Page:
The report, Citizenship in Myanmar: Contemporary Debates and Challenges in Light of the Reform Process, was published by Myanmar Egress, a Rangoon think-tank that has advised Burma’s government in the past.

The report is based on a survey of just over 2,000 Burmese spread across the country, polling ethnic minority regions as well as seeking the views of Rohingya, a Muslim minority numbering around one million people, most of whom live in western Arakan State and are denied Burmese citizenship.

The findings suggested that “a very large number of respondents within the Buddhist ethnic groups—i.e. not only Bamar respondents, equate citizenship with religion.” (more…)

Myanmar tourism’s ‘crown jewel’ feels strains of growth – The Irrawaddy

March 10th, 2014


Bagan struggles to balance competing demands as visitors arrive in ever larger numbers

Stalls outside one of Bagan's bigger temples (Photo: Simon Roughneen)

Stalls outside one of Bagan’s bigger temples (Photo: Simon Roughneen)

Published in the March 2013 print edition of The Irrawaddy

BAGAN - With several dozen A4-sized paintings weighed down with stones on the cobbled forecourt of the Shwegu Gyi pagoda, artist U Aung Aung offers visitors to the shrine an affordable souvenir of their visit—a commissioned painting of the temple for a fee of 10,000 kyat ($US10) or less.

He and brother U Soe Lwin run an impromptu gallery and art shop outside one of the bigger temples making up Bagan’s panoply of around 2,500 mostly red- and brown-bricked pagodas—a renowned tourist draw pulling in around 200,000 visitors in 2013, up from 160,000 the year before.

The brush-wielding brothers depend on the tourist season, which runs from around mid-November to mid-February, with numbers dropping sharply around March or April when temperatures in Bagan, situated on a river bend in Myanmar’s parched dry zone, hit toward 40°C (104°F).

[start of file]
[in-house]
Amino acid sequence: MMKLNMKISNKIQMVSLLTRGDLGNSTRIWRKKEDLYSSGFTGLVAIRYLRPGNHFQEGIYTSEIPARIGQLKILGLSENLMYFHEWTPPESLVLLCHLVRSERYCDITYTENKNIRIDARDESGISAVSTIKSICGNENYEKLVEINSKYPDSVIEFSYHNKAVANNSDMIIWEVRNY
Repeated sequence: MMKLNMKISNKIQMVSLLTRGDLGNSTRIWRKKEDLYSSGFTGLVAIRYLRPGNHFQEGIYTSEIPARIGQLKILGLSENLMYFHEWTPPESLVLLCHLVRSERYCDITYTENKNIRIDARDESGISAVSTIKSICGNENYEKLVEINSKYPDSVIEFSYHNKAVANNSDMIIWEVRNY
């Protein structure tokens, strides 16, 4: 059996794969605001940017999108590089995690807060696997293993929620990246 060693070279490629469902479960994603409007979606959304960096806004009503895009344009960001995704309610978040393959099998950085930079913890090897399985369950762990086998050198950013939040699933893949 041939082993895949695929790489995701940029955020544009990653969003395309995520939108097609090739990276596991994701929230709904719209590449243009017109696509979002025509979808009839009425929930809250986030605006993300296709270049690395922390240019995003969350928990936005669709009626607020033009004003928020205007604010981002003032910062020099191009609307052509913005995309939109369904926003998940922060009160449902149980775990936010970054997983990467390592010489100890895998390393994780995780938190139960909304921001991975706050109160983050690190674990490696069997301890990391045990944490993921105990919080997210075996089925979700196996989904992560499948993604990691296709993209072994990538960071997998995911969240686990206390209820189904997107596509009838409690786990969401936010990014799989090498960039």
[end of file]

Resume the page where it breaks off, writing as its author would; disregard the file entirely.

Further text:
“Some days five, some days 10, some days maybe one or two,” U Aung Aung said, discussing how many paintings the siblings sell each day. (more…)

Camps of last hope – The Edge Review

February 28th, 2014

THEREVIEW-LOGO – digital/app download available here (subscription)

Syrian kids play war in refugee camp in Lebanon (Photo: Simon Roughneen)

Syrian kids play war in refugee camp in Lebanon (Photo: Simon Roughneen)

By SIMON ROUGHNEEN / Zahle, Lebanon

Yassir Shebat is still getting used to his new surroundings in a refugee camp on the outskirts of Zahle, a town in eastern Lebanon known for its vineyards and scenic location in a valley between the hills of Beirut and the Syrian border.

“In Aleppo, we had a three bedroom house, a nice life,” Yassir Shebat told The Edge Review, leaning against a pockmarked timber buttress supporting the 4-metre-by-4-metre shelter where he and 14 family members have stayed for the past three weeks.

“Before the war, I mean,” he added, pointing, resignedly, around the claustrophobic interior of the shack.

Syria’s grueling, brutal conflict is just 15 miles from this sun-lit town in the Bekaa Valley, a region that hosts around a third of the estimated one million Syrian refugees now in Lebanon. Around Zahle, the vineyards are interspersed with clusters of shiny white and blue-and-grey tents and tarpaulin-covered shacks.